Katz is probably about 6-0 1/2, with somewhat slopping shoulders. Their
size is definitely what is keeping these two from having mountains of
scholarship offers, particularly Katz.
UCLA, as we know, has been showing interest in Crissman, Griffin and Katz, and had shown interest in Scott during last season. Scott said he attended a few UCLA games and, that while Cal has offered him, he'd really be interested in UCLA if the Bruins were mutually interested.
Also showing well was Encino (Calif.) Crespi's Kevin Prince, who looked to be about 6-2. He also had a good, compact throwing motion with good velocity.
Dominique Blackman from Carson (Calif.) High, looks like he's improved his mechanics, with his motion being shorter, not having to wind up as much as he used to. He's good sized at 6-4, but still pretty thick, at about 240 pounds, with fairly thick legs, which still makes you wonder if he's physically right to play quarterback.
Having a very good day was a familiar name, Tate Forcier, the younger brother of UCLA-committed senior quarterback Chris Forcier. Tate, from San Diego (Calif.) Scripps Ranch, has always probably had the best throwing motion among his brothers, and his arm has continued to gain strength. He truly has a cannon, and gets the ball off very quickly, throwing with very good accuracy. He's probably 6-1.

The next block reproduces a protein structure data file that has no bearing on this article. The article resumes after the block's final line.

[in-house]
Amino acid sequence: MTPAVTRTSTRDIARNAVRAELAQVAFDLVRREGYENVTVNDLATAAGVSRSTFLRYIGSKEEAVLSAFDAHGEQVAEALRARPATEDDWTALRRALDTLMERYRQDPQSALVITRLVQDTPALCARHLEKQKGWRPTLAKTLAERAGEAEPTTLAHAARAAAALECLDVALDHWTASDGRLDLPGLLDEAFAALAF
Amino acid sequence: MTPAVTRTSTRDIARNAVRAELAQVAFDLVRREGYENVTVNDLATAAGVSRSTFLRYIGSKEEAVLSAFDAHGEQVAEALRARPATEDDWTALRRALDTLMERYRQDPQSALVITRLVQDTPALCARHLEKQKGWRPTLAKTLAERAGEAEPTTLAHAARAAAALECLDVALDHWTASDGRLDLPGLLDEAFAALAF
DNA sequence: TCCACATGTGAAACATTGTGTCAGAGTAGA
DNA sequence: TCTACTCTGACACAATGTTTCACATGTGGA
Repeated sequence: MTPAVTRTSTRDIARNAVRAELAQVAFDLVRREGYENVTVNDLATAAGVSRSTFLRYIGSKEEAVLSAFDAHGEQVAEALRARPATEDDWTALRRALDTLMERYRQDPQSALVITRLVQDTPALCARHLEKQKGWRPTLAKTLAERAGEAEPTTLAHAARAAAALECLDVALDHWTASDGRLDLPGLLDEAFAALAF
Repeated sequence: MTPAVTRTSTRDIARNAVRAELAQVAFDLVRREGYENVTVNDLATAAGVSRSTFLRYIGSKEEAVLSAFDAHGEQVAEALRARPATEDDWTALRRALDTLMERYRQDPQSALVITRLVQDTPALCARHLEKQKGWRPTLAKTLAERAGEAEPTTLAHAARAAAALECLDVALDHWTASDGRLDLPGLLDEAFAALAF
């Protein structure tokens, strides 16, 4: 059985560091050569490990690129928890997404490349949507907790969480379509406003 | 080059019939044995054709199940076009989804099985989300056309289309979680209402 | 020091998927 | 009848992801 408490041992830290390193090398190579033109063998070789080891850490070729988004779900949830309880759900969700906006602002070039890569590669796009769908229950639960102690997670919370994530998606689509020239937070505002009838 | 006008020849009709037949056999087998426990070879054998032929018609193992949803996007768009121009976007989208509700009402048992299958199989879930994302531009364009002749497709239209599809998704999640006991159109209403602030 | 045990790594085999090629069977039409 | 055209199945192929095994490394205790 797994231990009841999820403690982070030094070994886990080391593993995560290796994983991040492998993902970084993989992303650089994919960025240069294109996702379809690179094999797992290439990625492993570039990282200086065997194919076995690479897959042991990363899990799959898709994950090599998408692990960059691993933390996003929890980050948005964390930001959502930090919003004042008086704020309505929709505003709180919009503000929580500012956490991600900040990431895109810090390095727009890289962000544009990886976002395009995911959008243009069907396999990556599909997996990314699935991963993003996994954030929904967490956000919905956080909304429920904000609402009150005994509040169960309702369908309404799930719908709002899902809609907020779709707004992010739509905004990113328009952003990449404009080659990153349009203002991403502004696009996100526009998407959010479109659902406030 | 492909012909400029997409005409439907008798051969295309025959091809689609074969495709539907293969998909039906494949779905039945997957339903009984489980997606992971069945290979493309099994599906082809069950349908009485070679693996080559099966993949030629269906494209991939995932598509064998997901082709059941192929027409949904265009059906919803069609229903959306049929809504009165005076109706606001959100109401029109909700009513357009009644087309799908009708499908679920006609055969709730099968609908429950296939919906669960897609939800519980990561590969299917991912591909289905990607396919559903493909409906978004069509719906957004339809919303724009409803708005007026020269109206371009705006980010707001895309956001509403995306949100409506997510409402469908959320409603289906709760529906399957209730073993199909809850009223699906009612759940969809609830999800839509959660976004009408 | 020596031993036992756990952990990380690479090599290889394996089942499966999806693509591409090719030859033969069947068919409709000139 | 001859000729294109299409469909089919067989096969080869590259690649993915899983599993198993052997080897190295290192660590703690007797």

The consensus among the organizers/coaches at the camp was that UCLA-committed Kemonte Bateman was the best wide receiver on the day. Bateman stands about 5-11 and ran a 4.55 40. In the pattern, he looks quick and precise, and then has excellent hands. He was catching balls out of his reach like he had the proverbial glue on his palms.
USC commit Chris Polk from Redlands (Calif.) East Valley was also among the few best, looking bigger physically than we remembered.
Marvin Jones looked to be about 6-2, and the receiver prospect from Etiwanda (Calif.) High had a good day in the one on ones, beating his defender most of the time with good moves.
Kevan Walker, the son of UCLA defensive coordinator DeWayne Walker, looked solid in his moves and catch ability. Committed to Minnesota, UCLA just recently offered Walker. It was UCLA assistant coach Eric Scott that offered him, not his father.
UCLA-committed Antwon Moutra from Culver City didn't participate fully, having a few nicks that kept him out of most of the one-on-ones.
Austin Holt, the committed tight end from South Jordan (Utah) Bingham, was the consensus #1 tight end at the combine. Standing about 6-6, he moves really well for a kid his size, and has very good catching ability. We did a video interview with him about his growing interest in UCLA after visiting the Westwood campus Friday for the spring game.
Levin Toilolo, a junior-to-be tight end prospect from the alma mater of UCLA Head Coach Karl Dorrell, San Diego Helix, is someone to definitely know, with a combination of good size, quickness and pass-catching.
The OL might have been the weakest position at the combine, mostly because it could be the weakest postion in terms of talent in SoCal.